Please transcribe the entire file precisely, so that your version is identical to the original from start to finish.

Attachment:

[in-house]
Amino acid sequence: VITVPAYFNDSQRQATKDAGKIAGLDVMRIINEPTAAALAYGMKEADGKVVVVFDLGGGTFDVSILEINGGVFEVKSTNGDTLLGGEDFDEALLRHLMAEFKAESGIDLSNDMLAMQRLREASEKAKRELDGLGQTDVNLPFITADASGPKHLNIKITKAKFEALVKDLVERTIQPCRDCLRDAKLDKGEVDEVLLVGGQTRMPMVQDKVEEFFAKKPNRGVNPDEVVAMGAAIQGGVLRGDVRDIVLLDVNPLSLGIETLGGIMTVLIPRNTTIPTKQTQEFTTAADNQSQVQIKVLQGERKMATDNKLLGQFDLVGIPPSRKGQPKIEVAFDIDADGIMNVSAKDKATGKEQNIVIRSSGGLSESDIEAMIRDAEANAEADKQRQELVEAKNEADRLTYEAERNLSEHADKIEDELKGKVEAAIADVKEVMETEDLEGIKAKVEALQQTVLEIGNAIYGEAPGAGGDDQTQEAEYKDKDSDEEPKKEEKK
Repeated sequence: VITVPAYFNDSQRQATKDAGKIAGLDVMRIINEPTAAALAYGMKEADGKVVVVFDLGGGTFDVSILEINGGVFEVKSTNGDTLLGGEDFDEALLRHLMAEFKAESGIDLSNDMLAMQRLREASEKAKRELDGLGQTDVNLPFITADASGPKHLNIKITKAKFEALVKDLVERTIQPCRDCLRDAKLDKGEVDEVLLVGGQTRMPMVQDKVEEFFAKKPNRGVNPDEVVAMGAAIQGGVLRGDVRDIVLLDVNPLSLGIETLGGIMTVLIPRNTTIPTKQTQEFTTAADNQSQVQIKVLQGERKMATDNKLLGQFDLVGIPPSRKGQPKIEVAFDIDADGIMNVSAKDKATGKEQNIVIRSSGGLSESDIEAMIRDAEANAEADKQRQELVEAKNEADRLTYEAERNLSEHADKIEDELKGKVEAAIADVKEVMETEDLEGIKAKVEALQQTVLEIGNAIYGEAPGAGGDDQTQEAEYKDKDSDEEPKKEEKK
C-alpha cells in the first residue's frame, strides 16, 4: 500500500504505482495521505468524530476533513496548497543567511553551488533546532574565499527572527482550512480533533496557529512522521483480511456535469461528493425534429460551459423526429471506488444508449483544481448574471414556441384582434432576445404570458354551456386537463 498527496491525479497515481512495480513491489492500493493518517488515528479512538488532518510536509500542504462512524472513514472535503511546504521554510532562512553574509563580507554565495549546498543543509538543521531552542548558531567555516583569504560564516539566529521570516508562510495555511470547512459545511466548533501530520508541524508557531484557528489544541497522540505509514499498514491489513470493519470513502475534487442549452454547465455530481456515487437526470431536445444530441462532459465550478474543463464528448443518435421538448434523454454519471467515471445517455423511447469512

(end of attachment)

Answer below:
[in-house]
Amino acid sequence: VITVPAYFNDSQRQATKDAGKIAGLDVMRIINEPTAAALAYGMKEADGKVVVVFDLGGGTFDVSILEINGGVFEVKSTNGDTLLGGEDFDEALLRHLMAEFKAESGIDLSNDMLAMQRLREASEKAKRELDGLGQTDVNLPFITADASGPKHLNIKITKAKFEALVKDLVERTIQPCRDCLRDAKLDKGEVDEVLLVGGQTRMPMVQDKVEEFFAKKPNRGVNPDEVVAMGAAIQGGVLRGDVRDIVLLDVNPLSLGIETLGGIMTVLIPRNTTIPTKQTQEFTTAADNQSQVQIKVLQGERKMATDNKLLGQFDLVGIPPSRKGQPKIEVAFDIDADGIMNVSAKDKATGKEQNIVIRSSGGLSESDIEAMIRDAEANAEADKQRQELVEAKNEADRLTYEAERNLSEHADKIEDELKGKVEAAIADVKEVMETEDLEGIKAKVEALQQTVLEIGNAIYGEAPGAGGDDQTQEAEYKDKDSDEEPKKEEKK
Repeated sequence: VITVPAYFNDSQRQATKDAGKIAGLDVMRIINEPTAAALAYGMKEADGKVVVVFDLGGGTFDVSILEINGGVFEVKSTNGDTLLGGEDFDEALLRHLMAEFKAESGIDLSNDMLAMQRLREASEKAKRELDGLGQTDVNLPFITADASGPKHLNIKITKAKFEALVKDLVERTIQPCRDCLRDAKLDKGEVDEVLLVGGQTRMPMVQDKVEEFFAKKPNRGVNPDEVVAMGAAIQGGVLRGDVRDIVLLDVNPLSLGIETLGGIMTVLIPRNTTIPTKQTQEFTTAADNQSQVQIKVLQGERKMATDNKLLGQFDLVGIPPSRKGQPKIEVAFDIDADGIMNVSAKDKATGKEQNIVIRSSGGLSESDIEAMIRDAEANAEADKQRQELVEAKNEADRLTYEAERNLSEHADKIEDELKGKVEAAIADVKEVMETEDLEGIKAKVEALQQTVLEIGNAIYGEAPGAGGDDQTQEAEYKDKDSDEEPKKEEKK
C-alpha cells in the first residue's frame, strides 16, 4: 500500500504505482495521505468524530476533513496548497543567511553551488533546532574565499527572527482550512480533533496557529512522521483480511456535469461528493425534429460551459423526429471506488444508449483544481448574471414556441384582434432576445404570458354551456386537463 498527496491525479497515481512495480513491489492500493493518517488515528479512538488532518510536509500542504462512524472513514472535503511546504521554510532562512553574509563580507554565495549546498543543509538543521531552542548558531567555516583569504560564516539566529521570516508562510495555511470547512459545511466548533501530520508541524508557531484557528489544541497522540505509514499498514491489513470493519470513502475534487442549452454547465455530481456515487437526470431536445444530441462532459465550478474543463464528448443518435421538448434523454454519471467515471445517455423511447469512